The past year has demonstrated how critical leadership is when delivering change in a VUCA context. The trend of placing ‘soft’ skills on par with technical ones in delivering change is also transitioning into a paradigm shift. Despite leadership long being considered an essential competence for project professionals, its constancy nevertheless obscures variance over time in the skills and attributes considered as good practice.
As project professionals, what is our understanding of the leadership competence today? Is it reflective of leadership more generally? Does it emanate from the current APM Body of Knowledge and focus solely on projects? Or is it a hybrid of the two perspectives?
Selecting a leadership style to suit the project is a mantra today, but is your leadership style still largely one-dimensional? Conveying a compelling project vision effectively to inspire and enable others’ buy-in requires appropriately developed communication skills.
Facets of modern leadership
Recognising that people deliver projects demands a leadership approach that builds trust to benefit collaboration and team working.
All these leadership skills require listening to and reading a vast array of people and contexts to respond effectively with integrity and authenticity. Regardless of job title, we all need to demonstrate leadership, particularly in challenging contexts.
Leadership today requires knowledge of varying leadership styles and when to deploy them; of team members and wider stakeholders and how to successfully engage them; and of the project context and strategic and delivery approaches. It requires knowledge of ourselves, our strengths and limitations. It also requires open and honest communication, sharing information to enable informed choices by all. Appropriate and altered behaviour aligned to knowledge, and building necessary relationships, are also elements of leadership.
With collaboration being fundamental, what constant elements of leadership should run through a project or programme when we are urged to alter our style to suit the context? Proven practices are more essential than ever as we hone and adjust our leadership skills while creating contexts to generate the best from project teams.
Collaboration and inclusivity – what are the differences?
Project leaders’ perspectives and lived experiences were prioritised in a 2018 APM research paper by Sarah Coleman and Professor Mike Bourne that identified five headings to conceptualise project leadership and eight ‘project leadership survival skills’. Two years later, the APM Body of Knowledge 7th edition defined leadership as “establishing vision and direction, to influence and align others towards a common purpose, and to empower and inspire people to achieve success”. More recently, evolving practice has visualised what good leadership is and how to achieve it more collaboratively and inclusively.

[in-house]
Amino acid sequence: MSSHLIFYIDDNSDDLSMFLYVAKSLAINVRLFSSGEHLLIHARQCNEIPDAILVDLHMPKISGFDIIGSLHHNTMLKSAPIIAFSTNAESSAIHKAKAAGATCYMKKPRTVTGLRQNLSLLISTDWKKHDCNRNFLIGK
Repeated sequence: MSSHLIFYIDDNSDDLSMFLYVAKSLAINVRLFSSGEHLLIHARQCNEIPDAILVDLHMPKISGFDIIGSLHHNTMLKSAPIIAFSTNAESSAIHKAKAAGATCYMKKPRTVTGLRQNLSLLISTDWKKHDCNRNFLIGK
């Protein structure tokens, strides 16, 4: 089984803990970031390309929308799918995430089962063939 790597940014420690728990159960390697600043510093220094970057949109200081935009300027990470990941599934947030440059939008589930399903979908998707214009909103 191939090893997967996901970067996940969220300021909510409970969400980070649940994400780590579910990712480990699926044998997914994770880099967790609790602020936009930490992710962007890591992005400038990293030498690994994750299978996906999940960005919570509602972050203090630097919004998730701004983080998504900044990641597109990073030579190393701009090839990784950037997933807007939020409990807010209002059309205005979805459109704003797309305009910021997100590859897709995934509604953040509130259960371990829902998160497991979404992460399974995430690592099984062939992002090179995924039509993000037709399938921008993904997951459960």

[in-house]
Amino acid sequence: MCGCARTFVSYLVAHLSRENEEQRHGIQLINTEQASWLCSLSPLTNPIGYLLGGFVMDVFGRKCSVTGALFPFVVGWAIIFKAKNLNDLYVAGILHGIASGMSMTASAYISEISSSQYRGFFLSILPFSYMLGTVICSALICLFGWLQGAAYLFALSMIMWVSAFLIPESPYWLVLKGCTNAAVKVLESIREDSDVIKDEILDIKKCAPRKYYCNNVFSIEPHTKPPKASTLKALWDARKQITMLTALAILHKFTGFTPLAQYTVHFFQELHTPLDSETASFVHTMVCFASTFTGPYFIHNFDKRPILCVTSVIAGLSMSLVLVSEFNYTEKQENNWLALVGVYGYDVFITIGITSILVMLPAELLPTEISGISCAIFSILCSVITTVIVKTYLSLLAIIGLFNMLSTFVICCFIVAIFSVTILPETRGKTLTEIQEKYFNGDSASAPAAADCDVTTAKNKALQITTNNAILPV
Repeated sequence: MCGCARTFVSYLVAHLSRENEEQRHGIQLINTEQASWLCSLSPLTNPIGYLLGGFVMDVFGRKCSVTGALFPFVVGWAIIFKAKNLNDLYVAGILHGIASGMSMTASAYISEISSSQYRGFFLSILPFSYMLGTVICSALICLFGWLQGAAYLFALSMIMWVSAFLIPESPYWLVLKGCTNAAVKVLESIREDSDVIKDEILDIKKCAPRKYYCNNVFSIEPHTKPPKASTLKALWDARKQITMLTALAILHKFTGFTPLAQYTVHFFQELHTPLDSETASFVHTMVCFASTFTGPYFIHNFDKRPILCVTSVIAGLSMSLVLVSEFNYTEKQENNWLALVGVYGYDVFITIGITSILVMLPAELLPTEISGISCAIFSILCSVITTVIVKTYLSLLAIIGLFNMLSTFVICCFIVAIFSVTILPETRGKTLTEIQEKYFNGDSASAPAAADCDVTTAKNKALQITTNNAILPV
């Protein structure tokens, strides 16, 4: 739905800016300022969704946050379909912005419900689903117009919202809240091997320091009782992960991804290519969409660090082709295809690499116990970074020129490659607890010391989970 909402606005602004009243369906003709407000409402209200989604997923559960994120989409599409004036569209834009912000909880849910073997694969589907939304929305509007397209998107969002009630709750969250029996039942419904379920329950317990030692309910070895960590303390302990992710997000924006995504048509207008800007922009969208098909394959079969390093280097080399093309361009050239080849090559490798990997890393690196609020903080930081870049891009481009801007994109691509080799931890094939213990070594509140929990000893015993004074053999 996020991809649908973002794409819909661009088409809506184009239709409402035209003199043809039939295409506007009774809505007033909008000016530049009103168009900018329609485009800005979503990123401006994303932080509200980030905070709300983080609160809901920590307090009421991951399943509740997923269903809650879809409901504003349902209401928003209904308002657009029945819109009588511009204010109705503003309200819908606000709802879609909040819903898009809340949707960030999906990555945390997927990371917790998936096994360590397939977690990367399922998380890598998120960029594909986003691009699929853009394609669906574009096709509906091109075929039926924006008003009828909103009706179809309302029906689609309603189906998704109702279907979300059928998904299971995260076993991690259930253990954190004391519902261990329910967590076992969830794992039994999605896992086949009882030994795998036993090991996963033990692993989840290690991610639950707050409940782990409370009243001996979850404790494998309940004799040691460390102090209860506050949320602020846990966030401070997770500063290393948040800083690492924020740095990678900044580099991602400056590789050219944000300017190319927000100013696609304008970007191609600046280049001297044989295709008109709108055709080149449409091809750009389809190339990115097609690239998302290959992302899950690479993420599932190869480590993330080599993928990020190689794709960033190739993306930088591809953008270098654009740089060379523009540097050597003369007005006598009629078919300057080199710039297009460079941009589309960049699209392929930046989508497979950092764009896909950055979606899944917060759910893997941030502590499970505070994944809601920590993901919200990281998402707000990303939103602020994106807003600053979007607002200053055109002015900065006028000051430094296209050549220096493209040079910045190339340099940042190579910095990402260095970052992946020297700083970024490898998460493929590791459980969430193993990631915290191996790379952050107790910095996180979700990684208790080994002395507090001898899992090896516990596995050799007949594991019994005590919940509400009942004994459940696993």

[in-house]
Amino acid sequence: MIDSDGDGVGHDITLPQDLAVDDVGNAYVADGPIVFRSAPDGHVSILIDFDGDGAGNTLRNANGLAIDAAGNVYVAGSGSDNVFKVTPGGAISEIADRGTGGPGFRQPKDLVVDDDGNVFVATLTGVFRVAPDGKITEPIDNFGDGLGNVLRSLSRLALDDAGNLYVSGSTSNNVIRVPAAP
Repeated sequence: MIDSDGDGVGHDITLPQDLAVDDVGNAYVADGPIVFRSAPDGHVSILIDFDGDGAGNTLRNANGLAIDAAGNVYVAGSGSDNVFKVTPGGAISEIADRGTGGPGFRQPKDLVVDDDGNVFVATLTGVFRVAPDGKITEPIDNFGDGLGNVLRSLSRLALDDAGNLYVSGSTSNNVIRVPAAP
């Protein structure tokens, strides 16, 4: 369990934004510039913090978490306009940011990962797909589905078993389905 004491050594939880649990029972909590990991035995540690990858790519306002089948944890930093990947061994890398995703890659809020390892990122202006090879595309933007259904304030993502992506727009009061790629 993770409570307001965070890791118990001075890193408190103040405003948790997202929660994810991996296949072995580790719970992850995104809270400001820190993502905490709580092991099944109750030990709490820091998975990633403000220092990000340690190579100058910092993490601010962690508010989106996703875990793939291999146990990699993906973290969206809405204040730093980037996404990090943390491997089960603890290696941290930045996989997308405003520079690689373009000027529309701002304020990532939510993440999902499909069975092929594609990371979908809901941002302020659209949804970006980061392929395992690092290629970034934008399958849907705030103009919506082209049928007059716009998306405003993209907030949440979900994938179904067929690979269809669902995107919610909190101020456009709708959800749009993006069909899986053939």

Collaboration is often used interchangeably with being inclusive, which can be problematic. Wider leadership approaches today increasingly view inclusion strategically, underpinned by a range of processes and behaviours. Collaboration, on the other hand, is somewhat narrower – working with someone to produce something.
The concept of inclusive leadership, embracing people, approaches, mindsets and behaviours, is a proactive thread linking project strategy, delivery and relationships. No longer about ‘me’ or ‘us’, it catapults ‘them’ and ‘others’ to the core.
As we cope with an altered context, the extensive benefits of greater inclusion cannot be overstated. No leader has all the answers – making this our starting point demands an element of humility alongside an altered mindset. Directional leadership styles often come to the fore during a crisis, as anything else may appear counter-intuitive.
Organisations and teams built on a foundation of inclusive leadership thrive in good times and bad.
Emotional and cultural intelligence
Beyond an altered starting point, a further component of inclusive leadership is empowering and drawing on the voices and strengths of all the team and wider stakeholders. Countless studies have demonstrated that psychological safety is key to unlocking innovative capability. Harnessing the capability of diversity also creates a sense of feeling valued in others, but requires emotional and cultural intelligence. How well developed is yours?
Too often, we view the world from our own perspective – an implicit bias linked to upbringing, role models and previous team and work cultures. Inclusive relationships and leadership require objectivity in acknowledging this, greater empathy for others, deep listening, more meaningful engagement and different behaviours that are perhaps unfamiliar or may even initially appear risky.
Cognisant of our individual limitations, greater challenges today, unseen gaps of groupthink and the numerous benefits possible from more inclusive working, why is inclusivity not a greater constant within project teams and leadership? As project professionals, we are altering our mindsets on the significance of soft skills. Are we ready for a further paradigm shift – more inclusive collaboration and transitioning into inclusive leaders?
This blog features as a column in the summer 2021 edition of Project journal, an exclusive benefit for APM members.
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